A culture of justification would require ministers to do more than to point to the Ministerial Handbook to justify the purchase of outrageously expensive cars and extended stays in the most expensive hotels. A real culture of justification would require a mayor to explain why her team had never realised that the budget for the Cape Town BRT system was wrongly calculated and would not allow her to justify this by blaming a low-level official for the balls-up.
It would require a Minister to explain to Joe Slovo residence why they are being forced to move to far off Delft when other land much closer to the city (but too close to land owned by powerful business interests) were available. A Public Protector would have to explain why he needed a R7 million golden handshake for merely doing his job and how such a handshake would improve the lives of ordinary South Africans. A mayor would have to go to Phiri and justify to residents why their community was singled out for the installation of pre-paid water meters while the rich white folks in Sandton would continue paying for water only at the end of the month.
A culture of justification seems to me the antithesis of a culture of contempt, which treats voters as gullible children to be bamboozled and blinded with empty promises and legalistic arguments devoid of any ethical substance.
If our society embraced a culture of accountability it would not mean that those in power would always have to follow the wishes or dictates of the community to the detriment of the country or of other communities. Sometimes people in power must make unpopular decisions for the greater good, but when that happens, such decisions must only be taken after the needs of the affected communities have been recognised and considered and after the relevant person or body has accounted to those affected.
In such a democracy, the government of the day will not act contemptuously towards those whom they are supposed to serve, but would respectfully take their individual needs into account. Instead of top down democracy, a bottom up democracy will emerge. Although the needs of the few will sometimes have to yield to the interest of society as a whole, it will not be left up to bureaucrats and political and business elites to decide what is best for communities (but really, would usually mean what is best for them and their friends) and then to implement the policies without having to justify their decisions to those it might affect.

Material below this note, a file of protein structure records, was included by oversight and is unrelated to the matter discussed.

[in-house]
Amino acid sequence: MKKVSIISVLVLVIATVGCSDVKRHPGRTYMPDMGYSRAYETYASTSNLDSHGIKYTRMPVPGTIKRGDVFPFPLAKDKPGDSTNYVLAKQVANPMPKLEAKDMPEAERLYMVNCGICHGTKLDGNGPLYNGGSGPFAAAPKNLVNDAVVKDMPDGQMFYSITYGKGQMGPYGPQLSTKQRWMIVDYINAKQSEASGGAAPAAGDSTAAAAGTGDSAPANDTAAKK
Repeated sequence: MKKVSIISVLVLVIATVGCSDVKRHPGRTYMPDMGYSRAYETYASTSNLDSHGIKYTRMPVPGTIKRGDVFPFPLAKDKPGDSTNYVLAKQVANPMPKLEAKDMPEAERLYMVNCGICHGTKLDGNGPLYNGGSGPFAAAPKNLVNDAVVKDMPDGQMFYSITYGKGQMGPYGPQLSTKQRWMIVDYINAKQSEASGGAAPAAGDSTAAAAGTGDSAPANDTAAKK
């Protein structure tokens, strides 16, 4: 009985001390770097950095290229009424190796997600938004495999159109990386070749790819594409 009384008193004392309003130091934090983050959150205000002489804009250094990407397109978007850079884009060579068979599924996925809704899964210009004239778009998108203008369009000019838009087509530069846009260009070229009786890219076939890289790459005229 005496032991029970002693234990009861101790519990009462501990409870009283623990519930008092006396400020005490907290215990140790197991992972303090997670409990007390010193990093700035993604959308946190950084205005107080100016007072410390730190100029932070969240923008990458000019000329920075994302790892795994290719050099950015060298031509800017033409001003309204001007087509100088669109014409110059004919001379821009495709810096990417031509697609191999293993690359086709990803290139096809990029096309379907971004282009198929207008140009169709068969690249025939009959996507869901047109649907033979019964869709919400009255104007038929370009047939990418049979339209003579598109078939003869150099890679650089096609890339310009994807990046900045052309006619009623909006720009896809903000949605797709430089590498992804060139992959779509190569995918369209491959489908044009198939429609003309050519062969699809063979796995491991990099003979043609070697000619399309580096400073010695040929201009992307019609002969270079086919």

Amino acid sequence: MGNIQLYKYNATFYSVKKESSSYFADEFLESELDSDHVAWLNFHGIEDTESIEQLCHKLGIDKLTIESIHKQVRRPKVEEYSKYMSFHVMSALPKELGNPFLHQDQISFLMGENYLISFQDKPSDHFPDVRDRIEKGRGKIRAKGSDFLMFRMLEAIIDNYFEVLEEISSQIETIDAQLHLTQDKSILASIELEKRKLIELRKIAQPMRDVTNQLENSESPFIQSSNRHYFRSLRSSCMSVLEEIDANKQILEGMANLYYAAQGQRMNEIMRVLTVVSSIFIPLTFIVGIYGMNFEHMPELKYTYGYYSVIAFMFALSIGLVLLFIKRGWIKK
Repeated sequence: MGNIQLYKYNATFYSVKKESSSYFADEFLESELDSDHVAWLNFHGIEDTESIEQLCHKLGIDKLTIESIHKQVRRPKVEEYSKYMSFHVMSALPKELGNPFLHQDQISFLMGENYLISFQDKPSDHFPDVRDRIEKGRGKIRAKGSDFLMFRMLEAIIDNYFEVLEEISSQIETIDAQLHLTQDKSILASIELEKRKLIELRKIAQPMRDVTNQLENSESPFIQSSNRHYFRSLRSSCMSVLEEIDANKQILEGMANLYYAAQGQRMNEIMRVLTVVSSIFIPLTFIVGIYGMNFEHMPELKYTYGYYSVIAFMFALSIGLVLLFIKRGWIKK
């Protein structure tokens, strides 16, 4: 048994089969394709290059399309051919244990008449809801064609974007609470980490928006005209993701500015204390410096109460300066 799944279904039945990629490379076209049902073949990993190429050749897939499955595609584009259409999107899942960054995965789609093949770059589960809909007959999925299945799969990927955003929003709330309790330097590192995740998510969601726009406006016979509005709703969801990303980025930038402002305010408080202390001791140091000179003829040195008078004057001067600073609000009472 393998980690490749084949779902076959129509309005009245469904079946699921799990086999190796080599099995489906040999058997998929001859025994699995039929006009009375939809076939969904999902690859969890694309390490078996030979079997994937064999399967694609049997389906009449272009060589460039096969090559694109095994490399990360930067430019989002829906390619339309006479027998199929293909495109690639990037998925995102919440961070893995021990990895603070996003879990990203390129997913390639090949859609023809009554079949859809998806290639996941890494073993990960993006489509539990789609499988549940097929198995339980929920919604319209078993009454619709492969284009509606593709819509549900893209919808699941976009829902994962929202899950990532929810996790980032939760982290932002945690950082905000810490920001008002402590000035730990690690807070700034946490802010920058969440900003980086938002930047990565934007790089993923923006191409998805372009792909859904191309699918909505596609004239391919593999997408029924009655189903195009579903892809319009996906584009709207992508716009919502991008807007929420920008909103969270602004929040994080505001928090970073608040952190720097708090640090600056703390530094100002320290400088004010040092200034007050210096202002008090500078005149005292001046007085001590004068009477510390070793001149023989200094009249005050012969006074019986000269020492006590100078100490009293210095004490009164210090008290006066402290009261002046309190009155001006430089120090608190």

Implicit in a culture of justification is a recognition of the need for an ongoing democratic dialogue between the rulers and the ruled, an openness to change and an understanding that different communities might need different things at different times.
In a constitutional state this dialogue will not necessarily lead to a kind of oppressive communitarianism, because the Constitution – especially the Bill of Rights – places constraints on everyone to act within the pre-determined rules which protect the marginalised and the vulnerable from the tyranny of the majority.
Of course a culture of justification can only flourish where people respect one another, where they talk and listen to each other and where disagreements are not dealt with by issuing insults and death threats. Sadly, most South Africans (and to some extent the media) seem to have a vested interest in the shouting and screaming as it serves their immediate political, emotional and class interests. But maybe, just maybe (I know I am hopelessly romantic and naive here), starting a conversation about the kind of democracy we want and deserve can begin to change all this.